Shahla Farzan

Shahla Farzan is a general assignment reporter and weekend newscaster at St. Louis Public Radio. She comes most recently from KBBI Public Radio in Homer, Alaska, where she covered issues ranging from permafrost thaw to disputes over prayer in public meetings. A science nerd to the core, Shahla spent six years studying native bees, eventually earning her PhD in ecology from the University of California-Davis. She has also worked as an intern at Capital Public Radio in Sacramento and a podcaster for BirdNote. In her free time, she enjoys hiking, combing flea markets for tchotchkes, and curling up with a good book. 

With temperatures expected to climb into the 90s this weekend, volunteers are stepping in to care for the city’s homeless population.

People who live on the streets are likely to become dehydrated and experience heatstroke — because there are few places they can find relief from the heat. Religious organizations and other nonprofits in St. Louis fill the gaps in homeless services, providing meals and opening their doors to the city’s unhoused population.

When Amy Papian bought her three-bedroom house in University City 31 years ago, she thought she’d never leave.

Her bedroom had a large window that overlooked the backyard — and in the summertime, the sweet smell of honeysuckle drifted inside the house. 

But then four floods invaded her home over 15 years, and she decided she’d had enough. After the last flood in 2008, a neighbor’s body washed up in her backyard. Papian and her daughters moved out, and the city purchased their home through a voluntary buyout program run by the Federal Emergency Management Agency.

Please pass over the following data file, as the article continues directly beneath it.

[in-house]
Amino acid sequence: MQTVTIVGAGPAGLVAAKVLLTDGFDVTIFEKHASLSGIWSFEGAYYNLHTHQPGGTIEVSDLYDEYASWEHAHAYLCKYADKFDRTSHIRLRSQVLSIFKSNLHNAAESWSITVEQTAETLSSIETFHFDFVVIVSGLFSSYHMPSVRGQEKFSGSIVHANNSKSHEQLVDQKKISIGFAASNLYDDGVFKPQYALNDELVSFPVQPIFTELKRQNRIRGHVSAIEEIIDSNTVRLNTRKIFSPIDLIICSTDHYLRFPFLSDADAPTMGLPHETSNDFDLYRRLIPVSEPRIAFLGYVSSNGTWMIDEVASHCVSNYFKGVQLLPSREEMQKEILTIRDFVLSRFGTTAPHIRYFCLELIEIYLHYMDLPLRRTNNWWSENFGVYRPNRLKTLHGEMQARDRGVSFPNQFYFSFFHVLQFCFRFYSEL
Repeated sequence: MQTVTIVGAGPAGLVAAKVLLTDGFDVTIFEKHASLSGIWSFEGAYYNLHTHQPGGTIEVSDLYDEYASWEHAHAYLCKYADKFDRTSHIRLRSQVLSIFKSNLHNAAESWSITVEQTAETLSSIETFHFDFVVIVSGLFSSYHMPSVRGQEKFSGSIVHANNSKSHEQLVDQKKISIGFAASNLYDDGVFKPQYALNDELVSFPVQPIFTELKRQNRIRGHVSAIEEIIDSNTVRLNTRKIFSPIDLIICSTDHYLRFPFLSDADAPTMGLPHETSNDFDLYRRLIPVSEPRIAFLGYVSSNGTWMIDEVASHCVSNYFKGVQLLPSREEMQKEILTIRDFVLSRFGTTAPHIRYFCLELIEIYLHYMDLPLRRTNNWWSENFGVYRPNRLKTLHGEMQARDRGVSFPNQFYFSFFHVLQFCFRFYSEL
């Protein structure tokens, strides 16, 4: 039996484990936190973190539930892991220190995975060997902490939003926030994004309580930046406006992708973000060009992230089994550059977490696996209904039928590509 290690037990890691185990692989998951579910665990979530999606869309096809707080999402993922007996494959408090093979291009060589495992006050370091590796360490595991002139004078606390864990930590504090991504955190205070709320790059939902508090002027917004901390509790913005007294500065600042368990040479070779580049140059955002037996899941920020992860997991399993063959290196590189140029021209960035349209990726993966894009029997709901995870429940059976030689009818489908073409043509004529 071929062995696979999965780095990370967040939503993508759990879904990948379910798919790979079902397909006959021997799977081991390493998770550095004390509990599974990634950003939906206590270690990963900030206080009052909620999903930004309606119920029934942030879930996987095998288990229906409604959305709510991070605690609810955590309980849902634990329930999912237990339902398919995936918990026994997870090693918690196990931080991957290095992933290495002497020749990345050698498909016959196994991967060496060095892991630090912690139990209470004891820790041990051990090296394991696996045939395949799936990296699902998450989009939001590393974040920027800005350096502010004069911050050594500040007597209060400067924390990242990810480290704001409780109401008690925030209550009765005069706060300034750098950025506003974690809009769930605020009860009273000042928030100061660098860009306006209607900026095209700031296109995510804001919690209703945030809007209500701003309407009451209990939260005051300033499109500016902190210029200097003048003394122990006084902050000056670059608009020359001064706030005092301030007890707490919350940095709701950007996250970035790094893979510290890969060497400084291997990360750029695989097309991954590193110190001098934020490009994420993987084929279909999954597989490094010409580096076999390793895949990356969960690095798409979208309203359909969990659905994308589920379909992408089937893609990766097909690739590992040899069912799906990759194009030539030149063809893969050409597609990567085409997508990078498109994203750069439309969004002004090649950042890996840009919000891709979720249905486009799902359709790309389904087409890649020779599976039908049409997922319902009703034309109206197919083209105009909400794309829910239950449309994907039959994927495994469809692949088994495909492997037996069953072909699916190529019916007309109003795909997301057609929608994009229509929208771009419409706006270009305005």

Lead was removed from most consumer products, like pencils and pipes, long ago.

There’s still one product where lead is used routinely — ammunition.

This final holdout is becoming more heavily regulated, however. Beginning this spring, hunters in Missouri will no longer be allowed to use lead shot in specific conservation areas across the state. State officials say the rules are meant to protect wildlife from lead poisoning.

The number of new HIV cases in Missouri is on the rise — and a disproportionately large number are in rural counties.

The Centers for Disease Control and Prevention has identified Missouri as one of seven states with a “substantial rural burden” — noting that it has more than 75 cases and 10 percent or more of diagnoses in rural areas. Public health researchers say the concentration of cases likely is due to several factors, including lack of access to health care.

A common chemical used to kill bacteria is making them more capable of surviving antibiotics.

According to new research from Washington University, triclosan has a protective effect on strains of E. coli and methicillin-resistant Staphylococcus aureus, or MRSA. The chemical — which is added to hundreds of consumer products — also interferes with the antibiotic treatment of urinary-tract infections in mice.

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